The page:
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Kasturirangan Panel Report on Western Ghats , Discuss

With taking into consideration continuous declining water storage and deterioration of water quality, if available, Ministry of Environment and Forest took into great attention the Western Ghats which was awarded with USESCO`s biodiversity hotspots as occupying widespread and diverse flora and fauna, and set up an expert panel in mar 2010 designating as Western Ghats Ecology Expert Panel (WGEEP) with aim to strategize conservation programme of Western Ghats. This expert panel was being headed by a renowned environmentalist; Madhav Gadgil and that is why it is known as Gadgil commission. This panel submitted its 522-pages lengthy and complicated document in 30 Aug. 2011. In spite of being pro-farmer and having recommended decentralised approach to the local bodies, it had been condemned through protest by people and mining lobbies as it reported to have stringent ban on illegal and certified sand mining in ecological sensitive zone of 1,29,037 sq. km area. Following the public protest, government further instituted a working panel named as high-level working group (HLWG) comprising of chairman; former MP and then member of planning commission Dr. Krishnaswamy Kasturirangan and 9 other members, with aim to review and recommend suggestion on previous Gadgil commission's report. Although report presented by this commission was not pro-farmer, but it was a document practical one. Following are key points of Kasturirangan report –

  1. It has categorised only 37% of total area i.e. 1, 64,280 as ecologically sensitive area (ESA).
  2. Sand mining illegal mining and mining-on-lease all are strictly prohibited in ESA.
  3. The area which has already been allocated as mines should be phased out within 5 year or at end of lease-period whichever is earlier.
  4. Separated whole area into cultural( 58%of total; occupied by human settlements and agricultural field) and natural landscapes (90% of it is included in ESA)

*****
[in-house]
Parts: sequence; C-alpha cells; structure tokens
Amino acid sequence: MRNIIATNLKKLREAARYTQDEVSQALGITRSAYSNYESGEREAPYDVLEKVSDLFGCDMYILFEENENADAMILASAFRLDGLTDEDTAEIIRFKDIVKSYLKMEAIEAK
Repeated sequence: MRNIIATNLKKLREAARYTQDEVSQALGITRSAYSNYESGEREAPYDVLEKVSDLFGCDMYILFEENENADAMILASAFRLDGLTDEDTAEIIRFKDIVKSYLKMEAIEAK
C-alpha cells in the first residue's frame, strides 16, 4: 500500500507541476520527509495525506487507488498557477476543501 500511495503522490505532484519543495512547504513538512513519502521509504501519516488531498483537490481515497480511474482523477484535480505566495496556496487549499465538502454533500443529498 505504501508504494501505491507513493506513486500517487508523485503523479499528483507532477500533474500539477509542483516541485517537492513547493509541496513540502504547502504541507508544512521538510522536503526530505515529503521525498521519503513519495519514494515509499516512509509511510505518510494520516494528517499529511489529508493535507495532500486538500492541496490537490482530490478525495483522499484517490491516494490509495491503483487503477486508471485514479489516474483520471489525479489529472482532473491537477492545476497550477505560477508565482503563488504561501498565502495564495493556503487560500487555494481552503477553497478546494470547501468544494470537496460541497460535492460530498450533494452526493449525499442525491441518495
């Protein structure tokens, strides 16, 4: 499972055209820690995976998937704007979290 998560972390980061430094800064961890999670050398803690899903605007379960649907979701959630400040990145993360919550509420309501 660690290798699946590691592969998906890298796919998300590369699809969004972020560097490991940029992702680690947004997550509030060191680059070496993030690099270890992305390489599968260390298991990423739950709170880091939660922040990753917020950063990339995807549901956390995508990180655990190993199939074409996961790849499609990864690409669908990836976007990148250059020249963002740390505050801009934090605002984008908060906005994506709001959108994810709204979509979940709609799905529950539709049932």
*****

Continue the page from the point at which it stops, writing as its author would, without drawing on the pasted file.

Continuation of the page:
5. Construction of Thermal and Hydropower plants were not allowed here until detailed study of area has been accomplished.
  6. Red industries i.e. highly polluted, will not be allowed in area
  7. It has excluded inhabitation and plantation area from the purview of ESA.
  8. 123 villages have been kept under purview of ESA and 188 taluks under total landscapes.

Although this report was more pragmatic than previous one, yet it offered space for widespread criticism for its content. Following are the point of subjective criticism –

  1. Remote sensing technique for zonal demarcation
  2. Replacement of local bodies from bureaucracy
  3. Less emphasis on Environmental and Agricultural concern
  4. Uproar on misjudgement of ESA and its delineation

On comparison between Kasturirangan and Gadgil panel report it has been found out that Kasturirangan panel recognised area 35,243sq km more than that from Gadgil report. Second distinction is in demarcation of ESZ in which Kasturirangan panel categorized 37% of total landscapes in contrast to Gadgil panel which has categorised entire area as ecological sensitive zone and divided it into 3 zones on priority basis. In such, existing sanctuaries and 60% area designated as ESZ-1 is highest -priority area, whereas 25% area as ESZ-3 is lowest priority area where all developmental activities will be allowed with several precaution and balance 15% area falls under ESZ-2. In regard the total high-priority area, Kasturirangan reserves only 60,000sq km as against the 77, 000sq km reserved by Gadgil panel. Thus, Kasturirangan panel preserves 17,000 area for farming and agricultural practices. In conclusion, it can be said that Kasturirangan report had main emphasis on the coexistence of protective and developmental measures at tandem nearly, while Gadgil panel was completely anti-development and pro-farmer and eco-friendly. Over-restrictive approach of Gadgil panel led it to dump in halt. However, Kasturirangan panel considers interest of corporate and environment and farmer simultaneously. Moreover, Kasturirangan panel report is not as eco-friendly as Gadgil panel report. Government created one more committee naming as Oomen v. Oomen committee to review and recommend suggestion. But in my opinion, no result will be fielded out with appointment of committees unless their recommendation has been implemented. If objective is to protect the severally degraded western Ghats, then why do we not go for Gadgil panel which is more eco-friendly as far as pollution and water shortage in Western Ghats is concerned

Sumit Kumar Kawde